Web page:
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Medicinal Herbs--Ginseng, Green Tea, Tulsi--Touted as Energy Boosters

Summer has finally faded into lingering memories of lush gardens, swimming in rivers and streams, and playing outside in the waning sunlight past 8 p.m. It has given way to a delightful autumn, with beautiful red, orange, and yellow leaves dancing in the fall breeze. Mushroom hunters have geared up and headed for the woods; they return with piles of golden chanterelles and fry them with butter to bring a delicious woodland aroma to kitchens all across Oregon. The gardens and farms have yielded most of their bounty for this year, and days get shorter as nature prepares for a deep winter slumber.

As flu season gets fully underway, and seasonal affective disorder (SAD) begins to afflict many, herbal medicine is making many appearances in the news, with experts suggesting that herbs and herbal supplements are an integral part of an immune-boosting, energizing, and preventative wellness regimen.

An article published on October 25 on the Press Democrat website. The article, “Seasonal Slowdown,” addresses widespread fatigue experienced by many people during fall and winter as the sunlight wanes.

Various experts in the article prescribe good quality rest and sleep, getting more sunlight during the day, vitamin supplements, vacations, and a few specific herbal supplements. Herbalist Leslie Gardner, director of the Sonoma County Herb Exchange, suggested dealing with fatigue and Seasonal Affective Disorder by slowing down, taking it easy more often, taking naps, and saying “no” to requests when we don’t have enough energy to handle them.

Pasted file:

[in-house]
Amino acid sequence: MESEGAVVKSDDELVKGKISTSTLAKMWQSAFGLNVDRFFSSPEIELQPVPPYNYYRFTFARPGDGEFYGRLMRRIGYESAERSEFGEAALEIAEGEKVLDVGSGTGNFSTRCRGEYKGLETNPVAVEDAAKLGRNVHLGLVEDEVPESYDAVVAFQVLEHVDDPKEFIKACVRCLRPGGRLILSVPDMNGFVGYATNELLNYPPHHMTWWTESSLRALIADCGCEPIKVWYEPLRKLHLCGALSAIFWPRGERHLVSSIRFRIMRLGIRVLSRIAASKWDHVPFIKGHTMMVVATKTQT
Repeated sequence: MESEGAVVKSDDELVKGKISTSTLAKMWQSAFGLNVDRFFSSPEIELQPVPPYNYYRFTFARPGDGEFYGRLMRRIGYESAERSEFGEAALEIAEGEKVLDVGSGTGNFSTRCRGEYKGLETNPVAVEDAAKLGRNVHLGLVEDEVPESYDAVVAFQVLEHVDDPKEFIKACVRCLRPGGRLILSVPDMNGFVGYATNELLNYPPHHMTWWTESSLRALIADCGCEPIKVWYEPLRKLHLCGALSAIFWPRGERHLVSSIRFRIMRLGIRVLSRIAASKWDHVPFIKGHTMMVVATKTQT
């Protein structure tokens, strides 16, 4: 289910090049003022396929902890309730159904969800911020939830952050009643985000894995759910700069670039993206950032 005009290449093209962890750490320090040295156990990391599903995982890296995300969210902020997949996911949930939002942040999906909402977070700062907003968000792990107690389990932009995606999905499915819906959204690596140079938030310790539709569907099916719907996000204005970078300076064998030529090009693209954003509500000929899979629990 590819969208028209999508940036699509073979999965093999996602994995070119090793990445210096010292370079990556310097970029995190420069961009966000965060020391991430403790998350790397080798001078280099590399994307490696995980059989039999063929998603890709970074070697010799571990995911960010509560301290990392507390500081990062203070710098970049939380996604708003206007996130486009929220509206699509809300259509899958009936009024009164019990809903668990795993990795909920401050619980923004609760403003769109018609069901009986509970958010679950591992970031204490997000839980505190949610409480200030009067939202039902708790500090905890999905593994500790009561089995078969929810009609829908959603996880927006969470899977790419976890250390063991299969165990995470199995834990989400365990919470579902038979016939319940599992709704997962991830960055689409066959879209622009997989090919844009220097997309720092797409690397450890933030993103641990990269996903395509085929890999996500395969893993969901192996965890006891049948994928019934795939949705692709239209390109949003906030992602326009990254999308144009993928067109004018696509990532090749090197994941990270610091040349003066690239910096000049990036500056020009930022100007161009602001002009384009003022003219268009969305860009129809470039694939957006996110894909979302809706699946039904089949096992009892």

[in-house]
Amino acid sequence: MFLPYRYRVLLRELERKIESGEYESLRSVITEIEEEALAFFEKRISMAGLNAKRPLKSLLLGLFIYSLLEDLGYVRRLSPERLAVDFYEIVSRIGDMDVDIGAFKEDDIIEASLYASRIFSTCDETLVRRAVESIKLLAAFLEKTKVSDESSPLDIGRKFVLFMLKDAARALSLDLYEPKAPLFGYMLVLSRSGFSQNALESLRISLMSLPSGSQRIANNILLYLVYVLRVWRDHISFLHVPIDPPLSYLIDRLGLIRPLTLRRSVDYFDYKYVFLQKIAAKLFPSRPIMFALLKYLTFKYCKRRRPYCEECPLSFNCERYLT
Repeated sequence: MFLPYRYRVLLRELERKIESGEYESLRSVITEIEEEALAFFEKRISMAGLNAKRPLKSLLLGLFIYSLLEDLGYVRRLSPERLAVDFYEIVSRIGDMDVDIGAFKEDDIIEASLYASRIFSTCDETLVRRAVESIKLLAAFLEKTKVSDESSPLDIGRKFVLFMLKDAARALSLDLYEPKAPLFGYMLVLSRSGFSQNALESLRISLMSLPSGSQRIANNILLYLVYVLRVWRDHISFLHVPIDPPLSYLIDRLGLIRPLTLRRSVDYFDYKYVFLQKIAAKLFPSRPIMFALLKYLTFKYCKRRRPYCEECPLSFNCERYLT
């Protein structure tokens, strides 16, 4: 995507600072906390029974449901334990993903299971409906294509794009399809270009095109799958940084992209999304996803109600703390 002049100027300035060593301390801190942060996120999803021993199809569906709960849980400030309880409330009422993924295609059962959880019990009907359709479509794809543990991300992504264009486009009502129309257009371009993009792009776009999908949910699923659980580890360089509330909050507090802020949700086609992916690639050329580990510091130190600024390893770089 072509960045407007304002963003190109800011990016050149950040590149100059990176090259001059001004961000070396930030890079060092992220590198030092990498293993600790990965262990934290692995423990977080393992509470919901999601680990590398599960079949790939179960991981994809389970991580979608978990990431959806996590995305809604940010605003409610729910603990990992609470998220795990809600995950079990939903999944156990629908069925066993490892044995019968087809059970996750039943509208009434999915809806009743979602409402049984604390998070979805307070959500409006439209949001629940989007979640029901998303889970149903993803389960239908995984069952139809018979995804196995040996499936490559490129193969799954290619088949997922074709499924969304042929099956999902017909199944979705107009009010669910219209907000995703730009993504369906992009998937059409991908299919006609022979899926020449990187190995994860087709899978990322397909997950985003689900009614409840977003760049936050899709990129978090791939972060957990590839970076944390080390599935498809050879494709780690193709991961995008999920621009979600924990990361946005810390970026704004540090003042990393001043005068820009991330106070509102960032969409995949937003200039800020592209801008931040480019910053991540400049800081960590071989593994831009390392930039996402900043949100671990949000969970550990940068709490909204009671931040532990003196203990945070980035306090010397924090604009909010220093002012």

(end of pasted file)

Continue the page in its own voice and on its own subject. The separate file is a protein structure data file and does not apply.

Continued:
The Press Democrat reported,

“Gardner endorses a group of herbs called adaptogens, which she said, “nourish the nervous system when we get frayed or tired.”

Among them is the newly popular tulsi, an Indian basil plant that is available in tea form and said to provide energy because it helps the body adapt to stress. Another is ashwaganda, a root that comes in tincture form or a capsule.

A favorite energy-giving herb is green tea, said Gardner, which has a small amount of caffeine and is loaded with antioxidants. Gardner’s personal favorite is yerba mate tea, which she drinks as a coffee alternative. Even though it does contain some caffeine — “more like a caffeine cousin” — she said it boosts her energy without giving her coffee jitters.

And there’s ginseng, revered in Chinese traditional medicine for its energy-giving qualities. The belief, said Gardner, is “that everyone over 40 should take ginseng daily because we each have a finite amount of natural energy in our life.” ”

Click on the links listed beside each herb to view our organic and ethically wildcrafted tinctures and bulk herbs available from Pharmacopia Herbals.

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Get outside, enjoy the sun while it shines, exercise, eat well, and increase your wellness with the finest herbal products available.

Thanks for stopping by!

-Pharmacopia Herbals.

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2 comments to Medicinal Herbs–Ginseng, Green Tea, Tulsi–Touted as Energy Boosters

  • Harness the healing power of natural herbs to treat common health disorders and to live a healthier life.Herbal teas not only sooth the soul but many teas also exhibit powerful medicinal and health benefits for the body.Find herbal remedies that can stabilize or reverse the progression of many health disorders and diseases.

  • Thanks ! Good info on medicinal herbs